That brings us to the F300EXR's Achilles heel: photo quality. Overall photo quality isn't very good, and the low light capabilities of past F-series models is just that: a thing of the past. The F300's photos are soft, with smudged details (even at the base ISO), with plenty of highlight clipping. Photos also have considerable blurring around the edges of the frame -- the lens is certainly being pushed to its limits. High ISO performance is not great, especially at the high resolution setting. There you'll run into noise at ISO 200 in low light and ISO 400 in good light -- a big step back from previous models. You'll get better high ISO performance by using the High ISO & Low Noise EXR mode, though the camera will be totally point-and-shoot, and other cameras (such as the Canon PowerShot S95) do better anyway. As for highlight clipping, you can reduce that by using the dynamic range feature, though keep in mind that the ISO sensitivity will rise (a little in the EXR mode, more at full resolution). Other issues include strong purple fringing and fairly consistent overexposure. On a more positive note, color accuracy was good, and redeye was minimal.

I have two final things to mention before wrapping things up. First, you won't be able to access the memory card slot while the camera is on a tripod. Second, while it's nice to save trees, having the full manual on CD-ROM is a bit of a pain.

The Fuji FinePix F300EXR is one of those cameras that sounds great when you look at the spec sheet and press release, but in reality, it turned out to be a major disappointment. A camera can have all the bells and whistles in the world, but at its core, it needs to be able to take high quality photos. And while the F300EXR may be good enough for small prints at low ISOs, the simple fact is that other cameras do just about everything better. I'd recommend spending your hard-earned money on something other than the FinePix F300EXR.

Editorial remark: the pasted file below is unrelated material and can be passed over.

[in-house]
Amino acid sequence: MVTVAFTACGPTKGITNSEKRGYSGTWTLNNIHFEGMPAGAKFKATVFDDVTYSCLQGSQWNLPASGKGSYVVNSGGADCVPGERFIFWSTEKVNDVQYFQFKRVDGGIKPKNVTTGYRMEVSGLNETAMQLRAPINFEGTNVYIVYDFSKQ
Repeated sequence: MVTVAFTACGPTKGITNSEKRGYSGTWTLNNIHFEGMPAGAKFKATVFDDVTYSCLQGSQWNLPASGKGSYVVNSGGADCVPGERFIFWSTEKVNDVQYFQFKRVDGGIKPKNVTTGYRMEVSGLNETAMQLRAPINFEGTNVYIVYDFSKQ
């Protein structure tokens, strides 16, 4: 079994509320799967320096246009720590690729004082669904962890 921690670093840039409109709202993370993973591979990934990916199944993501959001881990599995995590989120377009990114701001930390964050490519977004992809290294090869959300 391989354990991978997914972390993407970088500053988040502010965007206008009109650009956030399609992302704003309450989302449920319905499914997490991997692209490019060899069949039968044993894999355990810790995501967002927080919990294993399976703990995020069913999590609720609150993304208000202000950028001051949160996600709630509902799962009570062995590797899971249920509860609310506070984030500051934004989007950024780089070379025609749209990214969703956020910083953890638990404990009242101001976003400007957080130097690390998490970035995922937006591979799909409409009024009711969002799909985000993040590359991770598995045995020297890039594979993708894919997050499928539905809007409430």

What I liked:

  • 15X, 24 - 360 mm zoom lens in a compact, well built body
  • Sensor-shift image stabilization
  • Fast autofocus in good light
  • Good color accuracy (even in the studio), low redeye
  • Dynamic range is decent if you use the DR 400% or 800% settings (though ISO is increased)
  • Sharp 3-inch LCD with good outdoor/low light visibility
  • Motion Panorama lets you create 120 - 360 degree panoramas
  • Pro Low Light mode reduces blur and noise in dim light
  • Records 720p video with full use of optical zoom and image stabilizer
  • HDMI output

What I didn't care for:

  • Photos are soft, with lots of detail smudging and highlight clipping; for best results you must use EXR modes, which lower resolution and limit control of settings
  • Edges of frame can be blurry; strong purple fringing at times; camera tends to overexpose
  • Low light capabilities not as good as competition, nor the F-series models that came before it
  • Weak flash is always popped up, taking up valuable finger space
  • Low light focusing can be hit or miss
  • Only three apertures to choose from at any one time; ISO can't be manually adjusted in shutter priority mode; full shutter speed range only available in full manual mode
  • Can't adjust exposure compensation, white balance, or ISO in any of the auto, EXR, or scene modes
  • Sluggish frame rate in movie mode; video quality just okay
  • Unremarkable burst mode and face detection features; could never get Pro Focus to work
  • Mode dial turns too easily; free-wheeling scroll wheel needs to be more "notchy"
  • Can't access memory card while on tripod
  • Full manual on CD-ROM, not very detailed either

Some other cameras to consider include the Canon PowerShot SD4500 IS, Casio Exilim EX-FH100, Kodak EasyShare M580, Nikon Coolpix S8100, Olympus Stylus 7040 (possibly discontinued), Panasonic Lumix DMC-ZS7, Ricoh CX4, and the Sony Cyber-shot DSC-HX5V. If you don't mind giving up a lot of zoom power, the Canon PowerShot S95 and Panasonic Lumix DMC-LX5 are both very good in low light situations.

As always, I recommend heading to your local camera or electronics store to try out the FinePix F300EXR and its competitors before you buy!

Photo Gallery

Check out our gallery to see how the FinePix F300EXR's photo quality looks!

Feedback & Discussion

To discuss this review with other DCRP readers, please visit our forums.

If you have a question about this review, please send them to Jeff. Due to my limited resources, please do not e-mail me asking for a personal recommendation.